Ombudsman urges government to resolve home-equity disputes for Canadian soldiers
OTTAWA – The Canadian Forces ombudsman says the Harper government has an opportunity now to help military families who’ve suffered huge home-equity losses by amending proposed legislation that’s before Parliament.
Pierre Daigle testified Monday before a House of Commons committee that’s studying C-15, the latest attempt in a decade-long struggle to overhaul the military justice system.
Since 2007, as many as 146 applications for reimbursement have been denied to military families for losses they’ve taken after selling their homes because of forced transfers to different parts of the country.
The problem could be solved by giving the country’s top military commander the full power to make one-time payments in grievance cases, Daigle told the all-party Commons defence committee.
“This is an unfairness that people serving this country are facing, and all we want is to solve this unfairness,” Daigle said in an interview with The Canadian Press following his testimony.
The legislation being studied by the committee has been before Parliament several times, in different forms, over the last 10 years without being passed.
The issue of military justice, including the overhaul of the grievance process, has been the subject of two studies by two justices, including former Supreme Court of Canada Justice Antonio Lamer.
Daigle says a previous version of the bill – C-41 – in 2010 would have solved the home-equity problem by giving the chief of defence staff the power to “decide all matters relating to a grievance, including financial matters.”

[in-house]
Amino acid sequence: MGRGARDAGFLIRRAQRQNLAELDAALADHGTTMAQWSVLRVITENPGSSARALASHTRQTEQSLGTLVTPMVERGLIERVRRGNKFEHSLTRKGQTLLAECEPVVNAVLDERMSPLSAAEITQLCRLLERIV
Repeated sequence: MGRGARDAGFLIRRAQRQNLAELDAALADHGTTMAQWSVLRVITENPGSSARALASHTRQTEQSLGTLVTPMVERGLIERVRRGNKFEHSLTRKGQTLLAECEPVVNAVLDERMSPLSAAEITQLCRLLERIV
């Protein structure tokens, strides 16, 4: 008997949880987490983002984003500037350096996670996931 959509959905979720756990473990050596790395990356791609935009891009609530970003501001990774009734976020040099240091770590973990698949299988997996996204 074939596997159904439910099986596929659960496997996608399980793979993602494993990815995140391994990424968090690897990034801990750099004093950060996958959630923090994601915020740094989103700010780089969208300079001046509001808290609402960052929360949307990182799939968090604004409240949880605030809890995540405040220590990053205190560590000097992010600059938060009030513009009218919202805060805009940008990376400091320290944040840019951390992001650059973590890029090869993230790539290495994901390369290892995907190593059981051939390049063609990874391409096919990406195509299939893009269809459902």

That provision is not contained in Bill C-15.
Defence Minister Peter MacKay testified last week that cabinet passed an order in June 2012 that would give the top military commander the authority to award financial compensation under certain circumstances and said he “hoped” it might apply in the case of families who’ve taken a financial because of transfers.
But Daigle told the committee Monday there are limitations to those powers, most notably Treasury Board policy, the same policy that has denied military families compensation for tens of thousands of dollars in losses.
His assessment was backed by the military’s No. 2 commander, Vice-Admiral Bruce Donaldson, who told the committee Monday that officials are still studying what sort of authority the cabinet order gives to Gen. Tom Lawson, the new chief of defence staff.
The only solution is to amend the bill under consideration, and make it retroactive, said Daigle.
“I wish that the committee will see it the same way and put the (chief of defence staff) authority over the grievance system back in the legislation,” he said.
Liberal defence critic John McKay said the government would like to argue that the cabinet order “is a good first step, but it strikes me as no step at all.”
New Democrat MP Jack Harris, his party’s defence critic, agreed it would be of no help.
Conservative members of the committee questioned whether home equity was an issue at all, disputing figures from Daigle’s office and another set obtained through access to information about the number of rejected applications.
MP Laurie Hawn, a former CF-18 fighter pilot, said only 30 claims out of 113,000 forced transfers have been turned down.
“That’s three 100ths of one per cent, (but) I don’t know if that jives with your numbers,” said Hawn. “Considering the numbers we’re talking about that number seems a little small. It seems quite small.”
McKay countered, saying an attempt to play down the numbers doesn’t make the problem less severe given that soldiers, sailors and aircrew have no choice when they’re ordered to move.